# NDSolve producing non-closed curves for a vector field

I am solving a system of ODEs in the form

\begin{aligned} \dot{x} (t) &= B_x (x, z) \\ \dot{z} (t) &= B_y (x, z) \end{aligned} where $\vec{B}$ is defined as follows $$\vec{B} (x, z) = \int_0^{2 \pi} \mathrm{d} \phi \frac{(z \cos \phi, 1 - x \cos \left( \phi \right)}{\left[ \left( x - \cos \phi \right)^2 + \sin^2 \phi + z^2 \right]^{3/2}}$$

To set this thing up in Mathematica I defined

Bx[r_?NumericQ, φ_?NumericQ, z_?NumericQ] :=
NIntegrate[(
z Cos[ϕ])/((r Cos[φ] -
Cos[ϕ])^2 + (r Sin[φ] - Sin[ϕ])^2 + z^2)^(
3/2), {ϕ, 0, 2 π}]
Bz[r_?NumericQ, φ_?NumericQ, z_?NumericQ] :=
NIntegrate[(
1 - r Cos[ϕ - φ])/((r Cos[φ] -
Cos[ϕ])^2 + (r Sin[φ] - Sin[ϕ])^2 + z^2)^(
3/2), {ϕ, 0, 2 π}]


(note that this also contains angle $\varphi$ which comes from polar coordinates, however, the problem is rotationally symmetric around $z$-axis, so in reality, everything what's interesting in this is $(r, z)$ behaviour for some constant $\varphi$. When $\varphi = 0$ then $r = x$)

Then I proceeded with

b = 5; x0 = 0.8;
sol = First@
NDSolve[{x'[t] == Bx[Abs[x[t]], 0, z[t]],
z'[t] == Bz[Abs[x[t]], 0, z[t]], x == x0, z == 0,
WhenEvent[x[t] < 0 || x[t] > b || Abs[z[t]] > b,
"StopIntegration"]}, {x, z}, {t, -100, 100}]


Please note that the integrals for $\vec{B}$ are not expressible in terms of elementary functions. But even if it were, in future I will surely use functions that are not expressible in terms of elementary functions.

As you can see, the curve is not closed. That result is nonsensical as it would indicate that at the point of intersection, the field is multivalued ($\vec{B}$ corresponds to two different vectors). I think this is why all lines of vector fields are either closed or they run from infinity to infinity, or they end up in some "sink" point in space. But they just cannot intersect like this. In fact, this particular curve should be closed, but due to some numerics, it isn't. My goal is to find the culprit and fix the numerics to obtain closed curves (or curves that vanish because of running out of image) for various starting points.

The key is setting a finite AccuracyGoal. (When the initial integral is zero or very close to zero, neither the accuracy goal of Infinity nor any precision goal can be met. A lot of time can be spent in needless refinement.) Another suggestion is to use the Trapezoidal method since the integrand is periodic and the interval is a period.

Bx[r_?NumericQ, φ_?NumericQ, z_?NumericQ] :=
NIntegrate[(z Cos[ϕ])/((r Cos[φ] - Cos[ϕ])^2 + (r Sin[φ] - Sin[ϕ])^2 + z^2)^(3/2),
{ϕ, 0, 2 π}, Method -> "Trapezoidal", AccuracyGoal -> 12];
Bz[r_?NumericQ, φ_?NumericQ, z_?NumericQ] :=
NIntegrate[(1 - r Cos[ϕ-φ])/((r Cos[φ] - Cos[ϕ])^2 + (r Sin[φ] - Sin[ϕ])^2 + z^2)^(3/2),
{ϕ, 0, 2 π}, Method -> "Trapezoidal", AccuracyGoal -> 12];

PrintTemporary@Dynamic@{foo, Clock[Infinity]};
Block[{b = 5, x0 = 0.8},
sol = First@
NDSolve[{x'[t] == Bx[Abs[x[t]], 0, z[t]],
z'[t] == Bz[Abs[x[t]], 0, z[t]], x == x0, z == 0,
WhenEvent[x[t] < 0 || x[t] > b || Abs[z[t]] > b,
"StopIntegration"]}, {x, z}, {t, -10, 10},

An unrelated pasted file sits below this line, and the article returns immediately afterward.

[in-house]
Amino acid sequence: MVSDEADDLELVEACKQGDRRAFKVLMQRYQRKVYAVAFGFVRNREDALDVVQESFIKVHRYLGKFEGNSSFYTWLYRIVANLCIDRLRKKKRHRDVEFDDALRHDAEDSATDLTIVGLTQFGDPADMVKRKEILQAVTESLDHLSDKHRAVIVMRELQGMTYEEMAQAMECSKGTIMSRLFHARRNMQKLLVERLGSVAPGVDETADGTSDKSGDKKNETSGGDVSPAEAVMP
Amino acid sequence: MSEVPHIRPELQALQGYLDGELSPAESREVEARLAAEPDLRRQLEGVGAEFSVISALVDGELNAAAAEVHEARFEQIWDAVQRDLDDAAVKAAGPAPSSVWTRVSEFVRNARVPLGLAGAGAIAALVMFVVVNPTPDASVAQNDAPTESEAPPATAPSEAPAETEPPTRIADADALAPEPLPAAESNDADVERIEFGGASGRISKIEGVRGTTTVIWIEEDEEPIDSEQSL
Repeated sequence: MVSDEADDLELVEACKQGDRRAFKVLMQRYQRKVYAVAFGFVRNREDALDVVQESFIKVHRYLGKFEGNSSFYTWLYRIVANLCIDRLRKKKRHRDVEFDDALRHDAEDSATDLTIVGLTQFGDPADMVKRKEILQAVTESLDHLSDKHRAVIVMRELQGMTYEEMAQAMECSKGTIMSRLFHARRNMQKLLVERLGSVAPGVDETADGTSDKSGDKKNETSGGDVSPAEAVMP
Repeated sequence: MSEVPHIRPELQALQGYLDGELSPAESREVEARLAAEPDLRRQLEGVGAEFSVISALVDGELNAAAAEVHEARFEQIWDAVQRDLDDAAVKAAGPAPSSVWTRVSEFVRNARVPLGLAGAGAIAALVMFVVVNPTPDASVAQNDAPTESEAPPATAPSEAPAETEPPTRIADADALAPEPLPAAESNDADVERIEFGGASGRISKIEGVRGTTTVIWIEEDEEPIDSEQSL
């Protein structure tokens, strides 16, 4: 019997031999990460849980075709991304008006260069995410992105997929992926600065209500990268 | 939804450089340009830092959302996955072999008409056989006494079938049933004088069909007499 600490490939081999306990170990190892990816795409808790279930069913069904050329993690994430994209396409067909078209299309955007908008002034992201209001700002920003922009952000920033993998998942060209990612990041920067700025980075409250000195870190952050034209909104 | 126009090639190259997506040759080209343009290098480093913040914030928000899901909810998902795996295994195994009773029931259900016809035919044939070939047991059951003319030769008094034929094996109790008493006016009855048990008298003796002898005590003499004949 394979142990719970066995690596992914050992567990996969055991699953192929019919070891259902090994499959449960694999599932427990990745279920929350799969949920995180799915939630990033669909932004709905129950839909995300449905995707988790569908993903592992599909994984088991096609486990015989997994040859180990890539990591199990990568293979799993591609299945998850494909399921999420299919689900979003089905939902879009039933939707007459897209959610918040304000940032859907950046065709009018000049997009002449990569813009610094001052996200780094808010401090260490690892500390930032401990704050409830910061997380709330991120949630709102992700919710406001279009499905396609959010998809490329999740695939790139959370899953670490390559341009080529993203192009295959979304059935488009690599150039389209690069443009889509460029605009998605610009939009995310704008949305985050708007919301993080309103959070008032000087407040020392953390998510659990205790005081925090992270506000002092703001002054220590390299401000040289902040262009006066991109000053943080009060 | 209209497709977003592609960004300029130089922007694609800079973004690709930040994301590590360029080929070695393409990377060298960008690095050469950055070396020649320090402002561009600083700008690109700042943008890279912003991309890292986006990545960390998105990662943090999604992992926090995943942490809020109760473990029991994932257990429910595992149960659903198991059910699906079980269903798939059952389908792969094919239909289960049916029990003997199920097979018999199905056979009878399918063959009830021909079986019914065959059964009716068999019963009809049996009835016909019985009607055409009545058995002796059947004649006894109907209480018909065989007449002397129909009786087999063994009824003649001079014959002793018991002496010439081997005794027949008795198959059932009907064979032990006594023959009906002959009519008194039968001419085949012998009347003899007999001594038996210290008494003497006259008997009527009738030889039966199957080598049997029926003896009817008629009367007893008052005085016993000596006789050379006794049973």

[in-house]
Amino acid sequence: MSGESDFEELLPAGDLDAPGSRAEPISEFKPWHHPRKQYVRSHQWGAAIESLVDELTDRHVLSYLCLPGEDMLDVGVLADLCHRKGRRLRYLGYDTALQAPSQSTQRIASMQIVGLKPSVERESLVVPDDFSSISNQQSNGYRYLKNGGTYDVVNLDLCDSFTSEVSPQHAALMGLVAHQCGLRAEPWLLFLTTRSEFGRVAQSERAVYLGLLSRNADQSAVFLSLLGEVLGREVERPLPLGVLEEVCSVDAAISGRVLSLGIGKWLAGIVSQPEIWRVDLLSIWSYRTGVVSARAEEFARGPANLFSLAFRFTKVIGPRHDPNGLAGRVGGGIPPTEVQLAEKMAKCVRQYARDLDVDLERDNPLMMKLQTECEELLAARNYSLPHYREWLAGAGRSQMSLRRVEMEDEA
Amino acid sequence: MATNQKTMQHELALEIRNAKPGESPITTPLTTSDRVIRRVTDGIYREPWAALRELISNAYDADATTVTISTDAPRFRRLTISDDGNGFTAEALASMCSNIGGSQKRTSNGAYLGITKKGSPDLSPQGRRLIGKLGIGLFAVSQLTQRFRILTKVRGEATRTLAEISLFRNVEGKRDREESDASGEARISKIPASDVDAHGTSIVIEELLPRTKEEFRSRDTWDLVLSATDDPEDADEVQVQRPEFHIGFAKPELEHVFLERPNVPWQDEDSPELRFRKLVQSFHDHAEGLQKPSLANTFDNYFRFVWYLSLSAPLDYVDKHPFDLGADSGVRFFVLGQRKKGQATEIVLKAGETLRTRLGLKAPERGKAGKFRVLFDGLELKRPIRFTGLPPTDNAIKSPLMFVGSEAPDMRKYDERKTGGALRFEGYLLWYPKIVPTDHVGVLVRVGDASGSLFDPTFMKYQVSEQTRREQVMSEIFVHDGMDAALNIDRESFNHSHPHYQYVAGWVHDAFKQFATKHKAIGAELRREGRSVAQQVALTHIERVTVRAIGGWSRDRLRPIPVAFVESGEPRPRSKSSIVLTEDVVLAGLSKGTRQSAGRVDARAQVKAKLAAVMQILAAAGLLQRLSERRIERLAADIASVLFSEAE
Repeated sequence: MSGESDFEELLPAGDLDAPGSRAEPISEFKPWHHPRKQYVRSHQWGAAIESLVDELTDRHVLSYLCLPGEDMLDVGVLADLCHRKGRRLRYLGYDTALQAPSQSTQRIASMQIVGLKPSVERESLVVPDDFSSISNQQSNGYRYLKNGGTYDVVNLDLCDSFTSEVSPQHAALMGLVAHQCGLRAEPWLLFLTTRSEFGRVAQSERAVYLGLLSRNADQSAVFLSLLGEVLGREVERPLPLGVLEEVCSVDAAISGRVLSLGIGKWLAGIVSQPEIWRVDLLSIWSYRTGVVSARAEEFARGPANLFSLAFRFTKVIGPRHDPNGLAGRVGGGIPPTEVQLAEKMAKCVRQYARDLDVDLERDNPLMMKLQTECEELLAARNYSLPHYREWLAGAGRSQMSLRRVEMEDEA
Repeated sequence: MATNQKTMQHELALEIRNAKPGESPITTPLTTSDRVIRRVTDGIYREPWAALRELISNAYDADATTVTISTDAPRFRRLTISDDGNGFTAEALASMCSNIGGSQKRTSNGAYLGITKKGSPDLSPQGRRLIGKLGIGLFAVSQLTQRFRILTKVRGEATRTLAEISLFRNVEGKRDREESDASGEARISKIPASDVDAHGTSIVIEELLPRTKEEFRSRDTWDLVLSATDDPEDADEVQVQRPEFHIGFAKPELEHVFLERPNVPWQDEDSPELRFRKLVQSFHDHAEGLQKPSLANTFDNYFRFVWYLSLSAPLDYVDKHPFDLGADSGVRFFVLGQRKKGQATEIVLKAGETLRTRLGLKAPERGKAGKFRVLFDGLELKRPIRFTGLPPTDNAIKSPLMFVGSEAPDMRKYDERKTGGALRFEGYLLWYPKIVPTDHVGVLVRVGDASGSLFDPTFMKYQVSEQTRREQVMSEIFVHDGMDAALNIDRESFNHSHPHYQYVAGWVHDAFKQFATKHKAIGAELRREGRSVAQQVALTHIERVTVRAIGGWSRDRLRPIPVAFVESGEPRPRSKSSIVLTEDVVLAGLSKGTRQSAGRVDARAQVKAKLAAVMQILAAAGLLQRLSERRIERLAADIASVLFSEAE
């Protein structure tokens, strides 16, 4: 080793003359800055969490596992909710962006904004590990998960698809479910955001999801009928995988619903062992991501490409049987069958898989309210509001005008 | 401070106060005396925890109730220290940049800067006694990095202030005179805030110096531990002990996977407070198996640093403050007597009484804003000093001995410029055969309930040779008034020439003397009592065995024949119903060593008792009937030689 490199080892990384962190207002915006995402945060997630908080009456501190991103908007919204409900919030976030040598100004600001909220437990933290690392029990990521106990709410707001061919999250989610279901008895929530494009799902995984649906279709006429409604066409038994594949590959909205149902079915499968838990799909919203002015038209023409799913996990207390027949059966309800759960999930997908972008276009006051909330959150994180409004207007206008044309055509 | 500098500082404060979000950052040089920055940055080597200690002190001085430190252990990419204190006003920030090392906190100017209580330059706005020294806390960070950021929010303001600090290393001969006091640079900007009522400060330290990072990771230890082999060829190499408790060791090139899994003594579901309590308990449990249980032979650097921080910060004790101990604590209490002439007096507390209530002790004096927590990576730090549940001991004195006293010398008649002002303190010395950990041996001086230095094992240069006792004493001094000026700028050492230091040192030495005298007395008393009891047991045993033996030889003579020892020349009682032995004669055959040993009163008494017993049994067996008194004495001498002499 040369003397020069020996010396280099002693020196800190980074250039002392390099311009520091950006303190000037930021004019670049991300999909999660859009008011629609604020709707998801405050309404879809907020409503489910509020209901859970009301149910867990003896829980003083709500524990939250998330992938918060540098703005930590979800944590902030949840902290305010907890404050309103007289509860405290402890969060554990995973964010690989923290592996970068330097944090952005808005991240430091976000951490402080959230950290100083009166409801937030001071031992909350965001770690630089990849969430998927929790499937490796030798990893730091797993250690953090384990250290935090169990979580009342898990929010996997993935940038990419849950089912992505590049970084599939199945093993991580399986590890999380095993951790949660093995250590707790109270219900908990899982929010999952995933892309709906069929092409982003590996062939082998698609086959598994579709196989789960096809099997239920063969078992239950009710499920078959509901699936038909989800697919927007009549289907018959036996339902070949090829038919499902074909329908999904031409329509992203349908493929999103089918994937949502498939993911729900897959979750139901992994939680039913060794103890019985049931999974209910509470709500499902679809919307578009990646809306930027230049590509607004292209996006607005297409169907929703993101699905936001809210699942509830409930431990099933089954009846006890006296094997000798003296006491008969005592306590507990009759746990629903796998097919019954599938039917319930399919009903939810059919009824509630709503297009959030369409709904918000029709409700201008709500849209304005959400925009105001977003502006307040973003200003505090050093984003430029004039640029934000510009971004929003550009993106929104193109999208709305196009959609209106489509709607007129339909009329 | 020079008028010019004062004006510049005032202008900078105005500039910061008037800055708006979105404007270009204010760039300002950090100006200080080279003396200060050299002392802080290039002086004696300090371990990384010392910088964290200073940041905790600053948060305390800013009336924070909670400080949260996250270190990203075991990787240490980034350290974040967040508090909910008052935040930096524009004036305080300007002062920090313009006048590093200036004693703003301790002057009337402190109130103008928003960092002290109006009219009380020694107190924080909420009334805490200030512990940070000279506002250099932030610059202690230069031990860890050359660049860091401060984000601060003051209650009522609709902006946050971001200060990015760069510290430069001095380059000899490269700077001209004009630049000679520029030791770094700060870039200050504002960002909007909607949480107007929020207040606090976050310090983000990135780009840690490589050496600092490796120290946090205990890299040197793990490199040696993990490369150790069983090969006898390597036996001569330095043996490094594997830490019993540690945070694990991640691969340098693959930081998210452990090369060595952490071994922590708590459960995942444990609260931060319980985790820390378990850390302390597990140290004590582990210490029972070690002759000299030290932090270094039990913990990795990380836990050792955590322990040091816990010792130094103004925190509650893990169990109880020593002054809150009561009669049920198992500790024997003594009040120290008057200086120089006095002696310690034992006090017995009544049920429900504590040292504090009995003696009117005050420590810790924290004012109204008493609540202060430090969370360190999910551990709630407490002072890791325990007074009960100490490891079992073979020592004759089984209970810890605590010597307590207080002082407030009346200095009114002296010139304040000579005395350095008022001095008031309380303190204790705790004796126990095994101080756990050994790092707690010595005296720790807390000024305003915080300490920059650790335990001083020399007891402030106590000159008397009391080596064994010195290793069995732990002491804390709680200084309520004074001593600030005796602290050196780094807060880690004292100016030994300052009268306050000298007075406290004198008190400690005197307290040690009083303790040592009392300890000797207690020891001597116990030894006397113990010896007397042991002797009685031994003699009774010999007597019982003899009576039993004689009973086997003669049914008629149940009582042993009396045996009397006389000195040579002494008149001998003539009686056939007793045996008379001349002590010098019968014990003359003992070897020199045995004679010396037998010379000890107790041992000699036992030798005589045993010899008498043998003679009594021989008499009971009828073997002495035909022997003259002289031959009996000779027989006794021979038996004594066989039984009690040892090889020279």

StepMonitor :> (foo = {t, Abs[z[t]]})]
]

ListLinePlot[{x, z} /. sol] P.S. Using phi and curly-phi seems likely to be error-prone. But to each one's own.

Update: As can be seen, the curves are closed: Update 2: I'm still not sure what's being asked. If one cycle only is desired, then the trouble is how WhenEvent works. It seems that the event detection criterion (first argument of WhenEvent) is applied only at the steps. Once an event is detected, it is then located. So at the point of detection, the return of the solution will be very roughly approximately equal to its initial value. After the event is located, it will be much closer.

NDSolve[{x'[t] == Bx[Abs[x[t]], 0, z[t]],
z'[t] == Bz[Abs[x[t]], 0, z[t]], x == x0, z == 0,
WhenEvent[z[t] == 0 && echo@Norm[{x[t], z[t]} - {x0, 0}] < 10^-1,
Print[{t, x[t], z[t], Norm[{x[t], z[t]} - {x0, 0}]}];
If[Norm[{x[t], z[t]} - {x0, 0}] < 10^-7, "StopIntegration"]]},
{x, z}, {t, 0, 3}]


Concerning "how to raise accuracy so that the point it returns to is within the machine precision the same numerically it was at the start?": You have to have enough extra precision and sufficiently high precision and accuracy goals so that the truncation and rounding errors give a results with an error of 1 ulp. (I'm not sure what error is satisfactory for z[t], since the initial value was 0. The smallest error is either \$MinMachineNumber or in V11.3, the smallest subnormal number 5.*10^-324.) In any case, WorkingPrecision -> 34 seems to give an error of 0., when the solution is compared to {0.8, 0}.

• Perhaps the OP is more interested in the WhenEvent than the integration time? I'm not sure... – Michael E2 Apr 14 '18 at 1:01
• That's nice, but the curves are still not closed (see my edit for reference). – user16320 Apr 14 '18 at 1:30
• @user16320 It's unclear what the curve is you plotted. – Michael E2 Apr 14 '18 at 1:53
• What version are you running? After executing your code, the curve is closer to be closed, but it is still a bit off on my machine. Also, I had to add a WhenEvent to stop integration after it returns to the starting point, but it copies the curve twice anyway (in each direction). How to add a condition so that it ends whenever it visits the vicinity of the same point he visited before? My solution ((x[t] - x0)^2 + z[t] < 10^-4 && Abs@t > 0.1) does not work universally (when the curve is turning far away, it ends in the middle of nowhere)... – user16320 Apr 14 '18 at 6:16
• To put it simply: how to raise accuracy so that the point it returns to is within the machine precision the same numerically it was at the start? – user16320 Apr 14 '18 at 6:18